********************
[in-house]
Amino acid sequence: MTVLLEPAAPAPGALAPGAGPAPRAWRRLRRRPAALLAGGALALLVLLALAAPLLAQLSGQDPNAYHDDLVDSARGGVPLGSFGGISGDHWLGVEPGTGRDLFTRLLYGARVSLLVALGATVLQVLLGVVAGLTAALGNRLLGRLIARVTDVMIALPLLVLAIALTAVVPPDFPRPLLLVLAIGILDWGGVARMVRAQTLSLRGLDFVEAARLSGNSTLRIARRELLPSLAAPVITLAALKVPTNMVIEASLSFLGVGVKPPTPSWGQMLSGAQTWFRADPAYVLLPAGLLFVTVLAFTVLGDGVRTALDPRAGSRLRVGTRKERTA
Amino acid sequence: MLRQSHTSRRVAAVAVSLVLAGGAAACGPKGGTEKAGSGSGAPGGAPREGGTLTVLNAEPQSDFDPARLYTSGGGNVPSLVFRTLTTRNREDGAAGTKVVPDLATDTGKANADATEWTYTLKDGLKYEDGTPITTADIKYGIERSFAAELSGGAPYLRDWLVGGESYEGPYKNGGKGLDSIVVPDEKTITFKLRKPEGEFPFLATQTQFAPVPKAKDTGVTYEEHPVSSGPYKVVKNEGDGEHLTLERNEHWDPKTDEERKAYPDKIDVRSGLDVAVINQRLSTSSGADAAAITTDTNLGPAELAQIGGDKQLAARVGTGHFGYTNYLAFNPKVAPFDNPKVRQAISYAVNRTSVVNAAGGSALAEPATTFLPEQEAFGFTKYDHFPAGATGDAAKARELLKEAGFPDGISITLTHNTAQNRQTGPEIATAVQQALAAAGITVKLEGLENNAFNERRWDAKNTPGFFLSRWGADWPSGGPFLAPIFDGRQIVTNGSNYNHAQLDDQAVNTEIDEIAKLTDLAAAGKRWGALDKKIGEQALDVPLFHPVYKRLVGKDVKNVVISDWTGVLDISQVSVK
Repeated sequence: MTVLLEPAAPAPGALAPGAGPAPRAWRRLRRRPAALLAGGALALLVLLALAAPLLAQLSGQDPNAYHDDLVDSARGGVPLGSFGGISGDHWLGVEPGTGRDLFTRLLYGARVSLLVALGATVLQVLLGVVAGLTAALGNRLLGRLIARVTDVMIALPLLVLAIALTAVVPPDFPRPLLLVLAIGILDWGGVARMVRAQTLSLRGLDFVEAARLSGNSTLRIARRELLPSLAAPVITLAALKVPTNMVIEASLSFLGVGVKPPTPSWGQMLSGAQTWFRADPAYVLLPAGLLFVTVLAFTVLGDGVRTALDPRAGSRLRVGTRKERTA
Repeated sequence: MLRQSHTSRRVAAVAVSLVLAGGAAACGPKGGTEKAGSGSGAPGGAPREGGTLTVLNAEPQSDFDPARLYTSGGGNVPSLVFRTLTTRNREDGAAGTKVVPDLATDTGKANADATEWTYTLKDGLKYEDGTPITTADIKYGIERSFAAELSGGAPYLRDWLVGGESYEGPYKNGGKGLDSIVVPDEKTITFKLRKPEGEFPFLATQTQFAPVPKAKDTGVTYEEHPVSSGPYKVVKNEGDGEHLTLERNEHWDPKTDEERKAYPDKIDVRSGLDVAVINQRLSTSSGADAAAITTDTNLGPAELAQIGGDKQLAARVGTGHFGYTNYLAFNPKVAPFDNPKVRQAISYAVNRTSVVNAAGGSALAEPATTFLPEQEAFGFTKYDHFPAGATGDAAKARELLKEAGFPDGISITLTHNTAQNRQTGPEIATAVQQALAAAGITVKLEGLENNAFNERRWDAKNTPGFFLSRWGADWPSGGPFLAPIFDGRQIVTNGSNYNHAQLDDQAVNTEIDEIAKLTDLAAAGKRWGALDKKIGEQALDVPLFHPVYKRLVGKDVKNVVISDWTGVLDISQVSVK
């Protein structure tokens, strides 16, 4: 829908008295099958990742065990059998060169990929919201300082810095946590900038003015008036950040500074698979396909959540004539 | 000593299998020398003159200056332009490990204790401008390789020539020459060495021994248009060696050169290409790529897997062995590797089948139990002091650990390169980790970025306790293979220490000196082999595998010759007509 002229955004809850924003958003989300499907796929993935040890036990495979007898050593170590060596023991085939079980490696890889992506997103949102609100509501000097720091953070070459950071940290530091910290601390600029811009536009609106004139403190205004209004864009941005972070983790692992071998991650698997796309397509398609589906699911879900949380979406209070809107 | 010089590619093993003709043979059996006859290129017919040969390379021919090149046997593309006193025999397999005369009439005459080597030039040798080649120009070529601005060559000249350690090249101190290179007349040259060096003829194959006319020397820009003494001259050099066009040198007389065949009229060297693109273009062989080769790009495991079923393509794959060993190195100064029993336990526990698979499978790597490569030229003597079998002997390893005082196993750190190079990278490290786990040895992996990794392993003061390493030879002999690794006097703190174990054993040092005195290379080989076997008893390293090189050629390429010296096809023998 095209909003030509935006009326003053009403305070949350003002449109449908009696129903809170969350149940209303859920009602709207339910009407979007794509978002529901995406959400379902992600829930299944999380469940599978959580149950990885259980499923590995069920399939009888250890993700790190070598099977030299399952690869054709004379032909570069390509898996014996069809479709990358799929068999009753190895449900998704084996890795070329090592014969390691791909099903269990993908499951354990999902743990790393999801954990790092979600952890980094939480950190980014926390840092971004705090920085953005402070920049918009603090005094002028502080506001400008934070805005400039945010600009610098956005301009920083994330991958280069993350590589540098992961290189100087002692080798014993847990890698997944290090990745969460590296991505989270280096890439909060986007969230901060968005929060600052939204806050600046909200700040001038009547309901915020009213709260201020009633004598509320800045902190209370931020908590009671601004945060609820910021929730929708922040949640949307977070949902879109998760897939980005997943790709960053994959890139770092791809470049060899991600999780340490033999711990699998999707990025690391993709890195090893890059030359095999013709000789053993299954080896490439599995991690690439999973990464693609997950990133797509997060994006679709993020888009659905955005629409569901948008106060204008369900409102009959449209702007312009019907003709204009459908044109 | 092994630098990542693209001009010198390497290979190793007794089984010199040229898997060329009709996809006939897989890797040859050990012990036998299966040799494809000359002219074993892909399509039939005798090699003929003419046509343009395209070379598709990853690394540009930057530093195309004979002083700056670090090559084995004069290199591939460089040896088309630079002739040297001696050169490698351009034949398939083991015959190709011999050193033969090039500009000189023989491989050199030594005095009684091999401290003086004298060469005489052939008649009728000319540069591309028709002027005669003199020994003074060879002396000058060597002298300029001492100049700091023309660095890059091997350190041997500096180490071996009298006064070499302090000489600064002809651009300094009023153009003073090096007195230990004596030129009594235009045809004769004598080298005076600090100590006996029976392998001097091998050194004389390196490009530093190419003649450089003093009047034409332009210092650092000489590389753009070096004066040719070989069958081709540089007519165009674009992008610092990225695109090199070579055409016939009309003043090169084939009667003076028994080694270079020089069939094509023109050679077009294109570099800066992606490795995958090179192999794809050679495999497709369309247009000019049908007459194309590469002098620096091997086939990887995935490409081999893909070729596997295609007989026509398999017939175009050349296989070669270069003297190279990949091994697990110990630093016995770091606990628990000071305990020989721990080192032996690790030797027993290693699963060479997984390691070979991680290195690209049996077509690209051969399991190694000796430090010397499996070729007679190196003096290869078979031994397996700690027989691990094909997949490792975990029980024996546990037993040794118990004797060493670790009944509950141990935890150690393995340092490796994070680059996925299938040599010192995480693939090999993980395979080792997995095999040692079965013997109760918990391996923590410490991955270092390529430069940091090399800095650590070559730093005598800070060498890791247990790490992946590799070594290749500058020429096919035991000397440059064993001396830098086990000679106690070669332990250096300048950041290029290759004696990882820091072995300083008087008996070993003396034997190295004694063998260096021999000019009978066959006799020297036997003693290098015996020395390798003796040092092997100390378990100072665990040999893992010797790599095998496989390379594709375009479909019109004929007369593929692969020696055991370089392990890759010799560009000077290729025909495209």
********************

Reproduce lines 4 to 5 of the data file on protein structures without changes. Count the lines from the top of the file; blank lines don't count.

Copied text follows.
Repeated sequence: MTVLLEPAAPAPGALAPGAGPAPRAWRRLRRRPAALLAGGALALLVLLALAAPLLAQLSGQDPNAYHDDLVDSARGGVPLGSFGGISGDHWLGVEPGTGRDLFTRLLYGARVSLLVALGATVLQVLLGVVAGLTAALGNRLLGRLIARVTDVMIALPLLVLAIALTAVVPPDFPRPLLLVLAIGILDWGGVARMVRAQTLSLRGLDFVEAARLSGNSTLRIARRELLPSLAAPVITLAALKVPTNMVIEASLSFLGVGVKPPTPSWGQMLSGAQTWFRADPAYVLLPAGLLFVTVLAFTVLGDGVRTALDPRAGSRLRVGTRKERTA
Repeated sequence: MLRQSHTSRRVAAVAVSLVLAGGAAACGPKGGTEKAGSGSGAPGGAPREGGTLTVLNAEPQSDFDPARLYTSGGGNVPSLVFRTLTTRNREDGAAGTKVVPDLATDTGKANADATEWTYTLKDGLKYEDGTPITTADIKYGIERSFAAELSGGAPYLRDWLVGGESYEGPYKNGGKGLDSIVVPDEKTITFKLRKPEGEFPFLATQTQFAPVPKAKDTGVTYEEHPVSSGPYKVVKNEGDGEHLTLERNEHWDPKTDEERKAYPDKIDVRSGLDVAVINQRLSTSSGADAAAITTDTNLGPAELAQIGGDKQLAARVGTGHFGYTNYLAFNPKVAPFDNPKVRQAISYAVNRTSVVNAAGGSALAEPATTFLPEQEAFGFTKYDHFPAGATGDAAKARELLKEAGFPDGISITLTHNTAQNRQTGPEIATAVQQALAAAGITVKLEGLENNAFNERRWDAKNTPGFFLSRWGADWPSGGPFLAPIFDGRQIVTNGSNYNHAQLDDQAVNTEIDEIAKLTDLAAAGKRWGALDKKIGEQALDVPLFHPVYKRLVGKDVKNVVISDWTGVLDISQVSVK